It is appauling that seniors think they are getting what they "deserve" when actually they are getting far more than their contributions to the system...including interest! None of these whiners are doing the math. They are getting something for nothing at the expense of the youth.

I'm on Walter's side. I don't want Social Security and expect nothing from it. Let's just call it what it is, another tax levied and misspent by our government. Why not kill the system before it kills us? The government can have my Social Security account and give me no benefits...just stop making me pay into it and we'll be all square.
I'm not sure how you can say that "economic calamity (is) decades off into the future" According to The Washington Times (and others), Social Security is in the red *now*. Our deficit is skyrocketing and our junk-bond buyers are threatening tighter credit. Taxes and regulation are already at crippling levels and are set for devastating increases in less than 4 months.

It seems plausible that economic calamity will strike in less than a decade -- maybe even in just a year or two.
I remember that my parents bought a nice house for 20,000 in 1965. Government sponsored inflation overwhelms productivity increases. You, of all people, should recognize that you can't compare apples and donuts. Social Security should never have been implemented, but now we have to live with the mistakes of the past. Bush tried to get folks interested in a fix in 2005. What is a real fix to wean us from it? I think it will take multiple generations, but now is the time to start. Please present real ideas that don't screw the victims of the current system.
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I'm 65 and I'm with Sincere. This is so unfair to our grandkids.

We have had a lifetime to make money and plan for retirement. Our grandkids are never going to get off the ground, they will have to work until July every year just to pay off the government thugs (so they can finance imams on good-will missions to the Middle East and tell the Muslims we not only tolerate their religion, we will even give them welfare if they move here!)

The only way the government is going to quit financing inanities, is to cut off their funding.
Bravo, Mr. Williams!

In 4 years of law school, we had all of 10 minutes dedicated to the "spending power," regardless of the fact that most of the U.S. budget is spent on items which before 1936 were prohibited by the 10th Amendment.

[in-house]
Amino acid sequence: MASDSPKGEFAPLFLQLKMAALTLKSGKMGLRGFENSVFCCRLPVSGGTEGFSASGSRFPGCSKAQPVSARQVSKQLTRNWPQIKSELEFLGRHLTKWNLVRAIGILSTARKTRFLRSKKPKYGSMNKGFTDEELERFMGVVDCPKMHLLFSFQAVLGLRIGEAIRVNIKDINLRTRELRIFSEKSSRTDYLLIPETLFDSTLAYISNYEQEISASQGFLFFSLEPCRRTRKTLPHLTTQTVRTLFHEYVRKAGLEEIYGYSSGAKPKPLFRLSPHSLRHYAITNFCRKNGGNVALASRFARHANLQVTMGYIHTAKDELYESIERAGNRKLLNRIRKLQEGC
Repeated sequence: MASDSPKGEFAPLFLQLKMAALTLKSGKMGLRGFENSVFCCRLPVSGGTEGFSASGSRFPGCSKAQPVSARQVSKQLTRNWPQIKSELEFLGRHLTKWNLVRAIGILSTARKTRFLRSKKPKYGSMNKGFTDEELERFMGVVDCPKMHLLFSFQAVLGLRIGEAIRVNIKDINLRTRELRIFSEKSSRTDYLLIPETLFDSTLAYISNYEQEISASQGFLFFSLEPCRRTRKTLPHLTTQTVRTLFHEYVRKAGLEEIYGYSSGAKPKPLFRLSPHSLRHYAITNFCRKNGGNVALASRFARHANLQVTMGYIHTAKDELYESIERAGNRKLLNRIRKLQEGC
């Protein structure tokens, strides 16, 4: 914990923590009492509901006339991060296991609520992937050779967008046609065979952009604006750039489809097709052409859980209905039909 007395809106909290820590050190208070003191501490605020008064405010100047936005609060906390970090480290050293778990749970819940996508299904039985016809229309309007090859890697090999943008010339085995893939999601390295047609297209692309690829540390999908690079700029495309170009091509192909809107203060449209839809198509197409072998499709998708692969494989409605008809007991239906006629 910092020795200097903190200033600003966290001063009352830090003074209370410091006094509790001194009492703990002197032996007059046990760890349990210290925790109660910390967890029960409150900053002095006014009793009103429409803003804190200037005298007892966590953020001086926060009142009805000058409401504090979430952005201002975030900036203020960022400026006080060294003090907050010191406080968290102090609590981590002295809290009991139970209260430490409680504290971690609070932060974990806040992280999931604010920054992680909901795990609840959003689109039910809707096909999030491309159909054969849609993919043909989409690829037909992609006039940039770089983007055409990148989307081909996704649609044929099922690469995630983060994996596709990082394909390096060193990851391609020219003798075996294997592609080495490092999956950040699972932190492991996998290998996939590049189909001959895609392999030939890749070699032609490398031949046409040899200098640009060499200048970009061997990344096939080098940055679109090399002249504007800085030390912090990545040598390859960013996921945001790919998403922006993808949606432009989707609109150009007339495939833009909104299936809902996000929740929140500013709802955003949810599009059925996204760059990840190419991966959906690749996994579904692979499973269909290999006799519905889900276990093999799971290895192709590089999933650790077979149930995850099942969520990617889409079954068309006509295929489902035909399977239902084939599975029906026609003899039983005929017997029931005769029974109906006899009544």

Having spent years studying the "spending power" on my own, I understand that it's based on the flimsiest of constitutional interpretation. I am convinced that the Supreme Court betrayed rational interpretation when they bowed under the pressure of FDR to expand federal spending, allowing for Social Security and such schemes.
Dr Williams, over the years you have earned my utmost respect. But that said, I have a few issues with the particular line of reasoning.

Were the future values of the contributions considered in this study? Either way, this needs to be stated here.

What about an equivalent investment in Microsoft? I realize this is a stretch, but I did not have a choice as to making the contributions, and many possible investments would have paid better. In fact any index would have paid better.
No parent would want to do this to their children, if they properly understood the issue.

OTOH, few children these days want to be burdened with their elderly parents, and yet, the government's mishandling of SS has created an increased need to consider exactly that.

The mismanagment of SS has created a pending huge mess. By overtaxing the Boomers -- and spending that tax surplus immediately, faster, the government created three problems:

1] A subsidy to the budget that, when the subsidy goes away, leaves a hole in the budget that must be filled with new taxes.

2] An unfunded liability in the future, when SS revenues invert(ie, according to Timmy Geither, this year, not six years from now, as predicted just last year.) This creates an additional burden on future economies.

3] An entire overtaxed generation with a greater dependency on SS, because they labored under a much higher SS surcharge than previous generations.

None of the above responsibly planned for this easily predictable coming circumstance. In fact, the government made the problem much worse than it would have been. What was seen as pleasurable when the raid was occurring is now going to be seen as painful when the piper is finally paid.

This is the most stunning economic blunder in history, brought to us by government fatfingering in the economies.